Submitted to: American Entomologist
Publication Type: Peer reviewed journal
Publication Acceptance Date: 8/29/2005
Publication Date: 1/3/2006
Citation: O'Neal, M.E., Prasifka, J.R., Schmidt, N.P., Singer, J.W., Hellmich II, R.L., Kohler, K.A. 2006. Assessing carabids contribution to ecosystem services: Does it matter if there are more beetles? American Entomologist. 51:231-233. Interpretive Summary: Within a more profitable main crop, other plants may be used to control weeds or erosion. When such plants are not killed, but allowed to grow along with the main crop, they are called living mulches. The number or effectiveness of beneficial insects, including predators such as ground beetles, may be increased by living mulches. Alfalfa and kura clover living mulches were tested as part of a rotation with corn and soybean to examine their possible benefits to pest management. When corn and soybean were grown with living mulches, more ground beetles were collected, and more artificially-introduced pests (European corn borer pupae) were fed upon. However, overall corn and soybean yields were reduced by the mulches. This information is relevant to researchers in crop production or growers considering adding living mulches or other cover crops to the production of their main crops. The results suggest that it is important to consider improved control of some pests as one of the possible benefits to growing crops with living mulches. However, the potential benefits of living mulches to pest control are not considered a stand-alone solution to pest control needs. This information is useful for all stakeholders interested in developing methods for sustainable agriculture.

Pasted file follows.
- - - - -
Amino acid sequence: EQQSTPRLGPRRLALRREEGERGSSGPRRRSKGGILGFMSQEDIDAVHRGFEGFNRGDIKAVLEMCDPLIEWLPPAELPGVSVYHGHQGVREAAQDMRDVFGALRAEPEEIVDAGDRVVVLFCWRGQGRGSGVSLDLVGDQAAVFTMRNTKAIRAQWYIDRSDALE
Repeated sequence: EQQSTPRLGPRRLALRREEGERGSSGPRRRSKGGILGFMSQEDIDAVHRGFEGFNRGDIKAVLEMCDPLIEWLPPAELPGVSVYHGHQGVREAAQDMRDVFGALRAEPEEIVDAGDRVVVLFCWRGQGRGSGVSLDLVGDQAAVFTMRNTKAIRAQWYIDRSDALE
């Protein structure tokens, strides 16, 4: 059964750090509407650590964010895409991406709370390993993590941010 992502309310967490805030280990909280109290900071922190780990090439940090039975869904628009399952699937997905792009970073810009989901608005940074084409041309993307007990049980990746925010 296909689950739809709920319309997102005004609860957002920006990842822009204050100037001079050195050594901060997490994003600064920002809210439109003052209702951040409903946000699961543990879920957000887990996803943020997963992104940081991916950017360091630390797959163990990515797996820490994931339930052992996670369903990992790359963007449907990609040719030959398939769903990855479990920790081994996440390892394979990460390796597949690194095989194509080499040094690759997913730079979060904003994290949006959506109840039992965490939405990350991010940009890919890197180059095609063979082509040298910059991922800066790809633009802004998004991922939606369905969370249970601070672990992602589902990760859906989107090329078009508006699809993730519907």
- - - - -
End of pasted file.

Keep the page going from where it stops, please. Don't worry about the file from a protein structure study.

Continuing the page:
Technical Abstract: Planting living mulches, cover crops grown concurrently with a main crop on the same parcel of land, has established benefits to nutrient recycling and weed control. However, additional benefits of living mulches may include increases in the abundance of predatory arthropods. Effects on many arthropod taxa have been observed from the use of living mulches, but we emphasize the impact of living mulches on communities of ground beetles (Carabidae) in plots of corn and soybean and explore whether living mulches enhance predation within the main crops. Perennial alfalfa or kura clover mulches incorporated into a three year rotation with corn, soybean, and forage (mulches grown alone) increased the overall abundance of ground beetles collected in pitfall traps during June through September, showing significant positive effects for four of the most common carabid species. Over the same period, predation on European corn borer pupae used as sentinel prey was shown to be greater in corn and soybean with living mulch than in the annual crops grown without a mulch. However, living mulches also competed with corn and soybean, leading to yield reductions. This adverse effect on yield may diminish over time, but all of the positive aspects of living mulches, including benefits to pest management, should be considered against the possible costs to determine the value of living mulches as a farm management practice.